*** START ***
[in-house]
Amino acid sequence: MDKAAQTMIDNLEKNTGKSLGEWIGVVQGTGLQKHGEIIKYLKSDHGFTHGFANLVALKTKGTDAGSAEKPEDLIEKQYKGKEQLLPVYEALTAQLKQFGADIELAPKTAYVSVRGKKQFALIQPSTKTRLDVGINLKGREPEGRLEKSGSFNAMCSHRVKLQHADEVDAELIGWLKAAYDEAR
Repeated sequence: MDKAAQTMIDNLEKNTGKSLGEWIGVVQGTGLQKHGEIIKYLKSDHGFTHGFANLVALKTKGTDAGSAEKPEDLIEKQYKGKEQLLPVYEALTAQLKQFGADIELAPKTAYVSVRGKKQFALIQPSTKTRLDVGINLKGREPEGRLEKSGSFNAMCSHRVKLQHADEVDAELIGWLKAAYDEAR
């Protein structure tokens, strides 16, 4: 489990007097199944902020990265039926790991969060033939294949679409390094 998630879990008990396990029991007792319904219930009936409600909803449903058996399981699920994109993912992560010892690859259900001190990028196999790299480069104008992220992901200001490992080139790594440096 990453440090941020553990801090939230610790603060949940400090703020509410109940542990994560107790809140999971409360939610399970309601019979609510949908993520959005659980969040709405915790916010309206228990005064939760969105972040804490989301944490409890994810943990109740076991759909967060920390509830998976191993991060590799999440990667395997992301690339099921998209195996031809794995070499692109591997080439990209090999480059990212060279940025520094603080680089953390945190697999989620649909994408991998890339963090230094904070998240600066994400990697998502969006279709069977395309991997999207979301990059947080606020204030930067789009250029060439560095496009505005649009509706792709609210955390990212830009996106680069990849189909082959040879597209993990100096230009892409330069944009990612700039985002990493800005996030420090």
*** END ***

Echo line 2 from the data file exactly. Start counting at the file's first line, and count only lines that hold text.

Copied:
Amino acid sequence: MDKAAQTMIDNLEKNTGKSLGEWIGVVQGTGLQKHGEIIKYLKSDHGFTHGFANLVALKTKGTDAGSAEKPEDLIEKQYKGKEQLLPVYEALTAQLKQFGADIELAPKTAYVSVRGKKQFALIQPSTKTRLDVGINLKGREPEGRLEKSGSFNAMCSHRVKLQHADEVDAELIGWLKAAYDEAR